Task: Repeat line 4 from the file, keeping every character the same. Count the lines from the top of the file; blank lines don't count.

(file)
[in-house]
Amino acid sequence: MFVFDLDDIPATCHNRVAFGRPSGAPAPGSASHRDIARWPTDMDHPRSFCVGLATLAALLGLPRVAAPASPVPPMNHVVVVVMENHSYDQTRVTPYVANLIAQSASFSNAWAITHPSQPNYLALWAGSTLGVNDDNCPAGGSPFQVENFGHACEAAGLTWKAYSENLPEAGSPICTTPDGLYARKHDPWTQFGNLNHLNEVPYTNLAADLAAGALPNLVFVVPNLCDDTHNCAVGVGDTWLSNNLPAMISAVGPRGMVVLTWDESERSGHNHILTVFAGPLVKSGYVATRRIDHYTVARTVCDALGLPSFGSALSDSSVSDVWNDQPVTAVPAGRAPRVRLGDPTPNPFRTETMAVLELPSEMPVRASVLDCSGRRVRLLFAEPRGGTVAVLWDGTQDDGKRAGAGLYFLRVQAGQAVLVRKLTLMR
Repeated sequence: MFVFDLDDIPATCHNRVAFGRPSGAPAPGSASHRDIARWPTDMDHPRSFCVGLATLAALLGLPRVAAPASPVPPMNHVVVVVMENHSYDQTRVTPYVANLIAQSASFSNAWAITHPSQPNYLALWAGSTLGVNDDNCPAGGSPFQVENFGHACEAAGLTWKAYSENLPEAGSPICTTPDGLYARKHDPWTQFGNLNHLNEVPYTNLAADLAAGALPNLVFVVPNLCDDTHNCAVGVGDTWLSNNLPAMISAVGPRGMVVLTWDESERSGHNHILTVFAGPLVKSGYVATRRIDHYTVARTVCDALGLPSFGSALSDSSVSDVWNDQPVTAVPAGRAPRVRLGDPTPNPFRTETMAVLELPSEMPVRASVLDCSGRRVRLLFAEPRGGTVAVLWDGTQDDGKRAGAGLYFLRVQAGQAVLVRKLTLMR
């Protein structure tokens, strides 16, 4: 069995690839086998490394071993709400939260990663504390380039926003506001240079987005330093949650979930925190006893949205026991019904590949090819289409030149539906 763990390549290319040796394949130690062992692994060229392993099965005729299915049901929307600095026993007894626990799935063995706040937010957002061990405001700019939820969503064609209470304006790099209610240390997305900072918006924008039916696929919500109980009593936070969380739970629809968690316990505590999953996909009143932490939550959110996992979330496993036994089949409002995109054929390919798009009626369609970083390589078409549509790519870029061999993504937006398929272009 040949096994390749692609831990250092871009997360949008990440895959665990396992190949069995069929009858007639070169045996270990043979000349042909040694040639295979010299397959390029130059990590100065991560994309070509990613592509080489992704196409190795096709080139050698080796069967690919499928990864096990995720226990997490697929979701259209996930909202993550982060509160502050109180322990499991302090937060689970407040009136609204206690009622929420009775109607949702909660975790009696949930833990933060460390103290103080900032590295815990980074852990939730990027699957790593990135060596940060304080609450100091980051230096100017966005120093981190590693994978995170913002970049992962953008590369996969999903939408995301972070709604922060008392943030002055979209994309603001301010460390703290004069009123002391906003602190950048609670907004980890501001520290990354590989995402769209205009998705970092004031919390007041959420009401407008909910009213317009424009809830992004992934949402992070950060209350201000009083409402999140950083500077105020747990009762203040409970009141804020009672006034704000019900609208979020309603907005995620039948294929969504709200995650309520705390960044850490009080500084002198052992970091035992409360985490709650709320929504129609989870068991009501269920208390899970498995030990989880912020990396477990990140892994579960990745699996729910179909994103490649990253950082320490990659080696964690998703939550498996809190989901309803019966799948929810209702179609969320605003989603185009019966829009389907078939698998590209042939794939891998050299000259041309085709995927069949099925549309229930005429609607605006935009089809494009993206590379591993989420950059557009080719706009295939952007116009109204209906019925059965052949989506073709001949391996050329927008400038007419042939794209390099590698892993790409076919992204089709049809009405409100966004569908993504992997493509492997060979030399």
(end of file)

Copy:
């Protein structure tokens, strides 16, 4: 069995690839086998490394071993709400939260990663504390380039926003506001240079987005330093949650979930925190006893949205026991019904590949090819289409030149539906 763990390549290319040796394949130690062992692994060229392993099965005729299915049901929307600095026993007894626990799935063995706040937010957002061990405001700019939820969503064609209470304006790099209610240390997305900072918006924008039916696929919500109980009593936070969380739970629809968690316990505590999953996909009143932490939550959110996992979330496993036994089949409002995109054929390919798009009626369609970083390589078409549509790519870029061999993504937006398929272009 040949096994390749692609831990250092871009997360949008990440895959665990396992190949069995069929009858007639070169045996270990043979000349042909040694040639295979010299397959390029130059990590100065991560994309070509990613592509080489992704196409190795096709080139050698080796069967690919499928990864096990995720226990997490697929979701259209996930909202993550982060509160502050109180322990499991302090937060689970407040009136609204206690009622929420009775109607949702909660975790009696949930833990933060460390103290103080900032590295815990980074852990939730990027699957790593990135060596940060304080609450100091980051230096100017966005120093981190590693994978995170913002970049992962953008590369996969999903939408995301972070709604922060008392943030002055979209994309603001301010460390703290004069009123002391906003602190950048609670907004980890501001520290990354590989995402769209205009998705970092004031919390007041959420009401407008909910009213317009424009809830992004992934949402992070950060209350201000009083409402999140950083500077105020747990009762203040409970009141804020009672006034704000019900609208979020309603907005995620039948294929969504709200995650309520705390960044850490009080500084002198052992970091035992409360985490709650709320929504129609989870068991009501269920208390899970498995030990989880912020990396477990990140892994579960990745699996729910179909994103490649990253950082320490990659080696964690998703939550498996809190989901309803019966799948929810209702179609969320605003989603185009019966829009389907078939698998590209042939794939891998050299000259041309085709995927069949099925549309229930005429609607605006935009089809494009993206590379591993989420950059557009080719706009295939952007116009109204209906019925059965052949989506073709001949391996050329927008400038007419042939794209390099590698892993790409076919992204089709049809009405409100966004569908993504992997493509492997060979030399």